Find a flat, straight stretch and get them to ride at a decent pace – they then stop pedalling and free-wheel – position the cranks parallel to the floor – rise from the saddle – arms and legs bent slightly to absorb any bumps – elbows outwards – shoulders over the bars – hips over the bottom bracket – eyes looking straight ahead. This is called 'the attack position.'
Challenge #9 – Popping the front wheel
Once learned, never forgotten! The art of lifting the front wheel from the ground for a moment makes it significantly easier to pop up and over obstacles like pavement kerbs and roots. It's an advanced challenge, so make sure your child is ready to embark on it after having mastered the rest.
Here's what they need to do: pick an obstacle, such as a twig – pedal towards chosen obstacle and lift the wheel just before reaching it. This involves bending their arms and pulling the bars gently upwards. They will need to shift their weight towards the back of the bike while doing this. Once the wheel is in the air, they will need to soften its return to the ground.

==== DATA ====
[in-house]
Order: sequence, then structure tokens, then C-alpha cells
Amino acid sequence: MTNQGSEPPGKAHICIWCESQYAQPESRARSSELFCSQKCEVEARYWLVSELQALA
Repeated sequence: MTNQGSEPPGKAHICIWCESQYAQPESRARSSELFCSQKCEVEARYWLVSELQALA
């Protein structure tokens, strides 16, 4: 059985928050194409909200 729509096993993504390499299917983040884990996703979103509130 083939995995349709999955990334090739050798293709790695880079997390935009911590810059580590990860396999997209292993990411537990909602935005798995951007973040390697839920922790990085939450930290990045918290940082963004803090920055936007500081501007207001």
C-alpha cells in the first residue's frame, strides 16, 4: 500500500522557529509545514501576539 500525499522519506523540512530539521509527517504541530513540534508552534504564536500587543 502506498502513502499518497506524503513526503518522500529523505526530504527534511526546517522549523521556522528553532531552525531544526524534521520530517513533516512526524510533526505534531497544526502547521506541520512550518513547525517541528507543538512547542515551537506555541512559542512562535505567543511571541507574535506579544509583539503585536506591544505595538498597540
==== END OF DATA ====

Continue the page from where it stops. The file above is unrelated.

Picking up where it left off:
The challenge here is all about timing – picking the right moment to lift the wheel in order to clear the obstacle. Your child should master this skill on the flat before challenging themselves to pop up onto the kerb.
Challenge #10 – Drifting
Gravel can be pretty daunting for many children. This often stems from unwanted skidding or crashing due to a child's unintentionally excessive or abrupt braking. To avoid accidents, it's wise for your child to better acquaint themselves with a loose surface and discover how said surface responds to riding and braking styles.
Keep it fun: Practise on a flat, quiet gravel or woodland track. Define where the stop line is. Begin by simply asking your child to ride slowly and bring the bike to a standstill before the line. Make sure that the line is clearly visible so that they can orientate themselves, and try to stop closer to the line each time.
Explain that in wet conditions, things can be extra slippery, such as the white paint of pedestrian crossings or leaves on the ground.
Good luck and have fun dialling in these skills!